Surgical decompression of the neural tissues and immobilization of the vertebral bones is a common option for the treatment of spinal disease. In addition to mechanical fixation, a bone graft or comparable bone-forming material is used to connect the vertebral bones and, with ossification of the graft material, the vertebral bodies are fused together by the bony bridge. Currently, mechanical fixation is most frequently accomplished by anchoring bone screws into the pedicle portion of each vertebral body and then connecting the various screw fasteners with an interconnecting rod. The screw/rod construct produces rigid fixation of the attached bones.

The growing experience with spinal fusion has shed light on the long-term consequences of vertebral immobilization. It is now accepted that fusion of a specific spinal level will increase the load on, and the rate of degeneration of, the spinal segments immediately above and below the fused level. As the number of spinal fusion operations have increased, so have the number of patients who require extension of their fusion to the adjacent, degenerating levels. The rigidity of the spinal fixation method has been shown to correlate with the rate of the degenerative progression of the adjacent segments. In specific, implantation of stiffer instrumentation, such as rod/screw implants, produced a more rapid progression of the degeneration disease at the adjacent segment than use of a less stiff fixation implant.

An additional shortcoming of the traditional rod/screw implant is the large surgical dissection required to provide adequate exposure for instrumentation placement. The size of the dissection site produces unintended damage to the muscle layers and otherwise healthy tissues that surround the diseased spine. A less invasive spinal fixation implant would advantageously minimize the damage produced by the surgical exposure of the spine.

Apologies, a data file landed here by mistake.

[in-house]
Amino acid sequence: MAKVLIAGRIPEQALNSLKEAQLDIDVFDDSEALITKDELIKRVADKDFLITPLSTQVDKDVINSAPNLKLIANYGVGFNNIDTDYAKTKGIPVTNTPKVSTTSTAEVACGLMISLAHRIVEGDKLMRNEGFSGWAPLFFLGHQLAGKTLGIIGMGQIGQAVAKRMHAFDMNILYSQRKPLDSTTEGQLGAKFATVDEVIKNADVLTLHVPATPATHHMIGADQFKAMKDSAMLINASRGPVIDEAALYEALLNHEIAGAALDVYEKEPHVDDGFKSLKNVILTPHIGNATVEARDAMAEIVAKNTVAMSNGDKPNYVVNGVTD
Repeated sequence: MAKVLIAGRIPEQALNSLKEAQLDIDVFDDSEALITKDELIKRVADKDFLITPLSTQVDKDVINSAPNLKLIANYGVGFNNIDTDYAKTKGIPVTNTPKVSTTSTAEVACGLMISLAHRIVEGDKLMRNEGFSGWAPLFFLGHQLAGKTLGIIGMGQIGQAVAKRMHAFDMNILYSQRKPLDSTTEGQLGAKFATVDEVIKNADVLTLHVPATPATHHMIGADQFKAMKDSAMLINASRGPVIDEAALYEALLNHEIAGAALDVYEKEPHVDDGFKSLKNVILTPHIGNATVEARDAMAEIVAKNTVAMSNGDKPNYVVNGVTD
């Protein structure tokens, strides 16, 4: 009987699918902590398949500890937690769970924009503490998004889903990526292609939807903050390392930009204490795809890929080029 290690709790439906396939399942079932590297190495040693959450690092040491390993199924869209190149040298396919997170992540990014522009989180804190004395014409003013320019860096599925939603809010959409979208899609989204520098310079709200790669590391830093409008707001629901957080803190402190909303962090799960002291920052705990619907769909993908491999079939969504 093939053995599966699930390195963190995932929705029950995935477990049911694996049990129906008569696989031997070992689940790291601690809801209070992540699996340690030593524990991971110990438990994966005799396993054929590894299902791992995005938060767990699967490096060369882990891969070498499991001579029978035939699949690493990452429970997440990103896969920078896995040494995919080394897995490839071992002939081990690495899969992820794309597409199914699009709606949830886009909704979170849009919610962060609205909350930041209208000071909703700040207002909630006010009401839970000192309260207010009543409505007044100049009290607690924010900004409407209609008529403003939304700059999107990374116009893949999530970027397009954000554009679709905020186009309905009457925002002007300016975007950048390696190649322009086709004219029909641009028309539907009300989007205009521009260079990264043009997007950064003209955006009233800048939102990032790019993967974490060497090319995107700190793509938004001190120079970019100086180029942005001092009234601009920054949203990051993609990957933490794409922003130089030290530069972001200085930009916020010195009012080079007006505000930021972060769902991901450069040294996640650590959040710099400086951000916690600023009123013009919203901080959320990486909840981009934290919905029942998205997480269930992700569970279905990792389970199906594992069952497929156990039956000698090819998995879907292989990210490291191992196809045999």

Fixation of the spinous process segment of adjacent vertebrae provides a less rigid and less invasive method of vertebral fixation. Kapp et al. in U.S. Pat. No. 4,554,914 issued Nov. 26, 1985 disclosed a device of two elongated plates that are adapted to clamp onto adjacent spinous process. The plates are disadvantageously connected by locking bolts that transverse the substances of each spinous process. Bolts placed in this configuration will necessarily weaken the bony elements and lead to spinous process fractures and construct failure. Howland et al in U.S. Pat. No. 5,496,318, issued Mar. 5, 1996 disclosed the placement of an inter-spinous process spacer and encircling tension band to reduce vertebral motion. While the device can reduce vertebral flexion and extension, it can not effectively resist vertebral movement in the other motion planes. In U.S. Pat. No. 6,312,431 issued Nov. 6, 2001, Asfora disclosed a device comprised of two opposing plates that are interconnected by a malleable tether and adapted to capture the adjacent spinous processes between them. As with the Howland device, the fixation strength of this implant is limited by the mobile interconnecting tether. As such, neither implant can effectively immobilize the vertebral bones in all relevant motion planes. The lack of fixation significantly increases the possibility that the bone graft will not heal, the vertebral bones will not fuse, the construct will fail and the patient will develop chronic pain.

Superior immobilization devices were disclosed by Robinson et al. in U.S. Pat. No. 7,048,736 issued May 23, 2006 and by Chin et al. in U.S. Pub. Nos. 2007/0179500, 2007/0233082 and 2007/0270840. Each of these documents disclosed plates (or segments thereof) that engage each side of two adjacent spinous processes, wherein the plates are interconnected by a rigid member that resides within the interspinous space. Mechanical testing of the Robinson device was recently published by J C Wang et al. in the Journal of Neurosurgery Spine (2006 February; 4(2):160-4) and the text is hereby incorporated by reference in its entirety. The device was found to be weaker than conventional fixation techniques in all modes of vertebral movement and particularly lacking in fixation of rotational motion. Because of its limited stabilization properties, the device should be used in conjunction with additional implants. (See Wang J C et al. in the Journal of Neurosurgery Spine. 2006 February; 4(2):132-6. The text is hereby incorporated by reference in its entirety.)

As an additional shortcoming, the Robinson device can not be used to fixate the L5 vertebral bone to the sacrum. The spinous process of the first sacral vertebra is simply too small to permit adequate bone purchase and fixation with either the Robinson or Chin device. Since the L5/S1 level is a frequent site of spinal disease, the inapplicability of these devices at this level is a significant limitation of these implants.